The foregoing comes from Paul Johnson’s Modern Times, an essential book.

Then there was the Cold War, and the unlikely triumvirate of the Polish Pope, Britain’s Iron Lady, and the American actor turned President, Ronald Reagan. If you didn’t watch these excerpts from Herb Meyer’s speech, do take the time. If you’re short on time, just watch the middle excerpt.

Margaret Thatcher and Ronald Reagan were essentially soul mates, which doesn’t mean they didn’t have their disagreements, but they were world significant figures in history and will be long remembered. Courage, iron will, and keeping their eyes on the prize. Paul Johnson again:

Thus the year 1989, which the Left throughout the world had planned as a celebration of the bicentennial of the French Revolution — the beginning of modern radical politics, as it was argued — turned into something quite different: a Year of Revolutions indeed, but of revolutions against the established order of Marxism-Leninism. Not all of them succeeded.

Prime Ministers and Presidents come and go, and some of them are significant and put the world on a different path, and some aren’t and don’t. Lady Margaret Thatcher was one of the significant ones.  Rest in Peace.

ADDENDUM: I quoted historian Paul Johnson regarding Margaret Thatcher. The Wall Street Journal opinion page has featured today, an article from Paul Johnson on “The World-Changing Margaret Thatcher: Not since Catherine the Great has there been a woman of such consequence.” It may be behind a pay wall, but here is a link to the piece, and here is the Journal’s own piece.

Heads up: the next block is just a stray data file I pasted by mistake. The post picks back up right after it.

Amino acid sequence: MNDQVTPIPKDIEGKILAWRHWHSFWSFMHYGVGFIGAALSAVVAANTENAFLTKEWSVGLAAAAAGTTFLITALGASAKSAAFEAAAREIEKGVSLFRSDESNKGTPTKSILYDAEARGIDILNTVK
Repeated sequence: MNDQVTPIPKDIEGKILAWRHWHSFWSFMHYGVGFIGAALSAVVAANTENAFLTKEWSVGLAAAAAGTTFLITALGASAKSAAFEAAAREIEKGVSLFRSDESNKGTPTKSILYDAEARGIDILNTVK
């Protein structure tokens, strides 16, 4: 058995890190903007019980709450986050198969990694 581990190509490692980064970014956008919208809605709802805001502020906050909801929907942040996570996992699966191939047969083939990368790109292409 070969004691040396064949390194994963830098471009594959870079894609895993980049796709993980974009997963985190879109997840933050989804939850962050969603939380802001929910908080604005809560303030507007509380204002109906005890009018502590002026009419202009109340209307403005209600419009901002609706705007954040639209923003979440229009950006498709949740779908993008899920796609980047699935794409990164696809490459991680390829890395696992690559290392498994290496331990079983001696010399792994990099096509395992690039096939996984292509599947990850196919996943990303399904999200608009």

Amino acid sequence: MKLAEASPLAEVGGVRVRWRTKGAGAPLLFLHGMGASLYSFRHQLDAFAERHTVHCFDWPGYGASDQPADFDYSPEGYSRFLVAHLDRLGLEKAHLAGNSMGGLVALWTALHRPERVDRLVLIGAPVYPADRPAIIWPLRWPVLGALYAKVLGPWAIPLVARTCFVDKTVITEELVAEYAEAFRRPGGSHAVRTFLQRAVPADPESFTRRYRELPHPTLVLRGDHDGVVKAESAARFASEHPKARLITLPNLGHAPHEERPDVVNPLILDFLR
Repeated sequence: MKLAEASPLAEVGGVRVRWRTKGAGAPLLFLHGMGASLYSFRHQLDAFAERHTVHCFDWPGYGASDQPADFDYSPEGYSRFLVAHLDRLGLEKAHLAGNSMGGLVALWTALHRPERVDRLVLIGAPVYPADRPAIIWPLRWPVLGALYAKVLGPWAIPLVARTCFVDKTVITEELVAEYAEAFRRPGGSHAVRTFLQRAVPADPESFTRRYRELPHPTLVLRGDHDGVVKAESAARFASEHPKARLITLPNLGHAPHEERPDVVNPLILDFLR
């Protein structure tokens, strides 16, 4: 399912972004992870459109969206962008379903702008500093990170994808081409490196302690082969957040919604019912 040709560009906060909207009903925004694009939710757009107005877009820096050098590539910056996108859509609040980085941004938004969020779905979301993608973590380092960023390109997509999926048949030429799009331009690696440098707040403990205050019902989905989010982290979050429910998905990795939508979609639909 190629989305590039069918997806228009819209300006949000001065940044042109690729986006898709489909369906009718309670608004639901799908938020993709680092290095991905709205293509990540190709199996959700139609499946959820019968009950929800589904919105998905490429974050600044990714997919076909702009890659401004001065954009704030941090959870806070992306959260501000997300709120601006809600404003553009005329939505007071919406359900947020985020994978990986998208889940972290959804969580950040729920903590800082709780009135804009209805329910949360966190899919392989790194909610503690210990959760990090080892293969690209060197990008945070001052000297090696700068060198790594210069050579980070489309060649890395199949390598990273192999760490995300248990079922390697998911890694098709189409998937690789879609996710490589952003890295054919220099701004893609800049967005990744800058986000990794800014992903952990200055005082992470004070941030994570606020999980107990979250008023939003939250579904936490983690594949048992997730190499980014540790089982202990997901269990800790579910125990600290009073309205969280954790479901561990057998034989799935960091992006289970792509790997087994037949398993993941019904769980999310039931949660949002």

“Coolidge”: The Right Book at the Right Time by The Elephant's Child

President Obama has made it quite clear that he sees no possibility of reducing government spending. Every penny is necessary. Roger Kimball fortuitously described the president as “fiscally incontinent.”

Amity Shlaes’ magnificent new history of the Great Depression: The Forgotten Man, which all Democrats should have read, and few probably did, has been followed by a splendid biography of our 30th President, Calvin Coolidge., titled simply Coolidge. She calls him “The Great Refrainer.” “I am for economy.” he said. “After that, I am for more economy.”

George Will emphasized that it is the book needed now:

Were Barack Obama, America’s most loquacious president (699 first-term teleprompter speeches), capable of learning from someone with whom he disagrees, he would profit from Amity Shlaes’s new biography of Coolidge, whom she calls “our great refrainer” with an “aptitude for brevity,” as when he said, “Inflation is repudiation.” She says that under his “minimalist” presidency, he “made a virtue of inaction.” As he said, “It is much more important to kill bad bills than to pass good ones.”